David Mayo signed with the New York Giants on Sept. 2, taking the roster spot vacated when B.J. Goodson was traded to the Green Bay Packers. He figured to be what he had been for four seasons with the Carolina Panthers, a top-notch special teams player and a guy who played a little bit of linebacker in emergencies.
Then, the injury dominoes started to fall. In Week 3 against the Tampa Bay Buccaneers Tae Davis suffered a concussion and Alec Ogletree pulled a hamstring. It was emergency time and Mayo was on the field for seven defensive snaps.
In Week 4, Mayo started and played 34 snaps. Ryan Connelly blew out his his knee in that game and Mayo has played 65 and 57 snaps the past two games.
Mayo has 29 tackles, a half-sack and a quarterback hit in those three games. His Pro Football Focus run defense grade third-highest on the Giants behind Dexter Lawrence and Grant Haley.
Defensive coordinator James Bettcher quickly gained an appreciation for the 26-year-old Mayo.
“The first thing that was like instant respect was he gets here and a week and a half later he goes in at ‘backer and he’s ready, he knows the package, he executes, he makes pretty big plays for us in the game,” Bettcher told Big Blue View.
“Instantly, if you’re a coach and you’ve got a guy that’s a backup player, a role player when they come in the door and all of a sudden that role changes because of an injury and they know what to do, how to do and when to do the amount of respect and trust you have for those guys are instant and they grow.
“That’s the first thing. Then just for me is he’s tough. He’s tough. He loves the game. You watch him at practice. He fits right in with our guys running around trying to play fast and trying to play physical.”
No one could ever doubt Mayo’s commitment
Ignored by Division I schools coming out of high school, he enrolled at a junior college. He spent part of that time living in a 10-foot by 15-foot shed. After junior college he was still mostly ignored by the big schools and ended up at Texas State, which was transitioning from FCS to FBS.
The Carolina Panthers, with Dave Gettleman as general manager, selected Mayo in the fifth round of the 2015 NFL Draft after he was second in the nation the previous season in tackles per game.
With a linebacker group in Carolina led by Luke Kuechly and Thomas Davis, Mayo barely played. He played a career-high 143 snaps a season ago, when he earned three of the four starts he made in Carolina.
“It’s hard for any linebacker to crack the starting lineup when you run a 4-3 defense and have Luke Kuechly, Thomas Davis and Shaq Thompson on the roster,” Bradley Smith of SB Nation’s Cat Scratch Reader, which covers the Panthers, told me. “Mayo was just the fourth guy with three stud players ahead of him and we always felt that he could probably start for most teams. He played well when he filled in for one of the other three when they had to miss time due to injuries, etc.
“I’m not surprised that he’s playing well. I always thought he would be good enough to start if it wasn’t for the fact that he had three of the best linebackers in the league ahead of him on the depth chart.”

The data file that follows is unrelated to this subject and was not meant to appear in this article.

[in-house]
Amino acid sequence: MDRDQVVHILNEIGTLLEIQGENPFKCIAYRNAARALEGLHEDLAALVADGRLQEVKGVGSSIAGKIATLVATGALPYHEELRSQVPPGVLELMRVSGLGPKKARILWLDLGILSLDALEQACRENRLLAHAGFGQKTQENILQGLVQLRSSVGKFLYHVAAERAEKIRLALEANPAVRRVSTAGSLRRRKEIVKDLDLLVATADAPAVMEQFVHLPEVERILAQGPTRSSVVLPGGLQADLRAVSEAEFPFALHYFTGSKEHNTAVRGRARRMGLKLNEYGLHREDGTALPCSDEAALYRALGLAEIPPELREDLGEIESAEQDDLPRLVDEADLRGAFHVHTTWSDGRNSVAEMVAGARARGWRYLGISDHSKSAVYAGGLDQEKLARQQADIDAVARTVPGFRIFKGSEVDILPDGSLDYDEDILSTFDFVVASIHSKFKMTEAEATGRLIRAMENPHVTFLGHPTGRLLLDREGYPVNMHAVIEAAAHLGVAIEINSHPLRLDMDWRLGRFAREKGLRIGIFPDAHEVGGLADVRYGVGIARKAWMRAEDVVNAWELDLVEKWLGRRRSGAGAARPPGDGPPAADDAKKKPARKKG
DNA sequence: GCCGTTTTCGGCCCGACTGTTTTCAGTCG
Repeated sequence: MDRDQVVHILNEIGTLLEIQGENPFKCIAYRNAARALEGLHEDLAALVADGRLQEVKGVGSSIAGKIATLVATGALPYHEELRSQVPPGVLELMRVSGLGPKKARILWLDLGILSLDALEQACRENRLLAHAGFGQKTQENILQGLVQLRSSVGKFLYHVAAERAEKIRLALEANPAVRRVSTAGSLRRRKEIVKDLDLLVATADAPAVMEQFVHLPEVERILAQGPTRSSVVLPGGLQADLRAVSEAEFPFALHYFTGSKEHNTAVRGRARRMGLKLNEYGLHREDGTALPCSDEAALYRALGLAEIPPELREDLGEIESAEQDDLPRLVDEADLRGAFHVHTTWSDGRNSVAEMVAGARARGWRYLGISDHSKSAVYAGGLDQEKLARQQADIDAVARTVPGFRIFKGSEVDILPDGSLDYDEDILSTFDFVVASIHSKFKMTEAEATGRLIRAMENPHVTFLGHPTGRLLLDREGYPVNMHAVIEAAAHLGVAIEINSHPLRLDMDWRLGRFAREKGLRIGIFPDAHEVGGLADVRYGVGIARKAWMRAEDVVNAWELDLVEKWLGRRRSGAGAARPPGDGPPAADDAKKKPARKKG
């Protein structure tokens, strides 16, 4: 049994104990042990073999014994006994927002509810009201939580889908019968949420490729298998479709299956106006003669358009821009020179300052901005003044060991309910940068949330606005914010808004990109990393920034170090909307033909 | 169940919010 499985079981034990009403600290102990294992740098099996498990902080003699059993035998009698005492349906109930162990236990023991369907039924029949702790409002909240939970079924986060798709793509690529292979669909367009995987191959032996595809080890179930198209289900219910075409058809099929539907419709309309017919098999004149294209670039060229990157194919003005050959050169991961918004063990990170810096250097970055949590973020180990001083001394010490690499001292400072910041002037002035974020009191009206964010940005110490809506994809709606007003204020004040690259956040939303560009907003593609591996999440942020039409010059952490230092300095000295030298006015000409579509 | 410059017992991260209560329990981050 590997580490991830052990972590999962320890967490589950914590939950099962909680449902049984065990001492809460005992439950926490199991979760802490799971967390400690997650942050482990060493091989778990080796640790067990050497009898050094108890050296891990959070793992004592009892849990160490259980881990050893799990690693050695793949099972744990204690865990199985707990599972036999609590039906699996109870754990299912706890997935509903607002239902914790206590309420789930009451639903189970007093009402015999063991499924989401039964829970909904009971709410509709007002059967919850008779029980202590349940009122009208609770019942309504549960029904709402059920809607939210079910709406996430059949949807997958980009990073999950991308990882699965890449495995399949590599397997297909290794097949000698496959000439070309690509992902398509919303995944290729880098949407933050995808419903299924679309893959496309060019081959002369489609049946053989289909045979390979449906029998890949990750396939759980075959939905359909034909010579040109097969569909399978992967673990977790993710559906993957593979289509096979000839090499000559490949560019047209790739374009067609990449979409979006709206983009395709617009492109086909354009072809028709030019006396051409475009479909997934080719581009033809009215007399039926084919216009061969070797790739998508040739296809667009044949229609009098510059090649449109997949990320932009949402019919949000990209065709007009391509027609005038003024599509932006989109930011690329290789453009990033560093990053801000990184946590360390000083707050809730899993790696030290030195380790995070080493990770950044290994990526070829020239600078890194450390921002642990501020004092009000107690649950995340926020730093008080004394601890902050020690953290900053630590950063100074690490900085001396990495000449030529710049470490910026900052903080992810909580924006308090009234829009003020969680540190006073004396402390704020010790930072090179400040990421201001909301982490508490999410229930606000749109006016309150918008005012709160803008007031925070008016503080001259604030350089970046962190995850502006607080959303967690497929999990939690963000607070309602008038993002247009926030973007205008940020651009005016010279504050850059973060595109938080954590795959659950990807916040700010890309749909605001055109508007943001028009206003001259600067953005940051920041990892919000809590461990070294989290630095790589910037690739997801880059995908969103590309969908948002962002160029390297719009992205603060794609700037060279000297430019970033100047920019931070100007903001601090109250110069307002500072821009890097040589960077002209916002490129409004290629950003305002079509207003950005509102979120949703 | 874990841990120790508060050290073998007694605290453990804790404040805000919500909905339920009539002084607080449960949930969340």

Mayo had no regrets about his lack of opportunity with the Panthers.
“I think it was great for my career being in Carolina learning from those guys. Luke is outstanding. Thomas Davis same thing,” said Mayo, who also mentioned Ben Jacobs and A.J. Klein as being influential while with the Panthers. “They taught me how to be a pro. How to work at this business, how to study. They also taught me that you’ve got to go out with the right energy every day to practice and you’ve gotta perform.”
Just a special teams player?
Looking for a new opportunity, Mayo signed with the San Francisco 49ers during the offseason. He ended up not making the roster. He signed with the Giants, where Gettleman is of course now the GM. Special teams coordinator Thomas McGaughey also was very familiar with Mayo.
“It makes sense, right? There’s a few guys who I know here,” Mayo said. “I think they knew what they had in me, so it kinda made sense.”
Even with Gettleman and McGaughey knowing him, though, there was no guarantee he was ever going to be more than a special teams player.
“I’ve always been trying to get to this point but I think no matter what I do I’m going to give it my all,” Mayo told me. “If it’s a backup role then that’s what I’m going to do. Most of my career has been special teams and a backup role and I just try to be the best I can be. I try to be the best special teams player I can be and I just try to improve every day.
“I think that’s the mentality you have to have in this league if you want to make a career out of it.”
Ready or not, Mayo’s opportunity arrived when the aforementioned injuries decimated the position.
Mayo admitted that playing a major role so quickly without the benefit of an offseason or a training camp to really learn the defensive scheme was not ideal.
“Of course it’s difficult. But the coaches have done a great job helping me learn this defense quick. Everyone in this business knows you just never know what can happen. It’s a long season so everyone’s gotta be ready. Even if you’re a practice squad guy you’ve gotta be read because you never know,” Mayo said.
“We had three injuries and there it is. It happened early. Even though I came to a new team and I didn’t go through training camp you have to get in the books, you have to jump on it because you never know.”
Mayo’s opportunity knocked, and he has answered with three straight quality efforts.
“You just never know. You’ve just gotta keep working,” Mayo said. “I’ve seen it. You be in this league long enough you see guys come up, they pull guys off practice squad, they sign them from other teams. You just never know who’s going to be playing at what point in the season. Big-time game. Early in the season. Late in the season for a playoff push. You just never know.”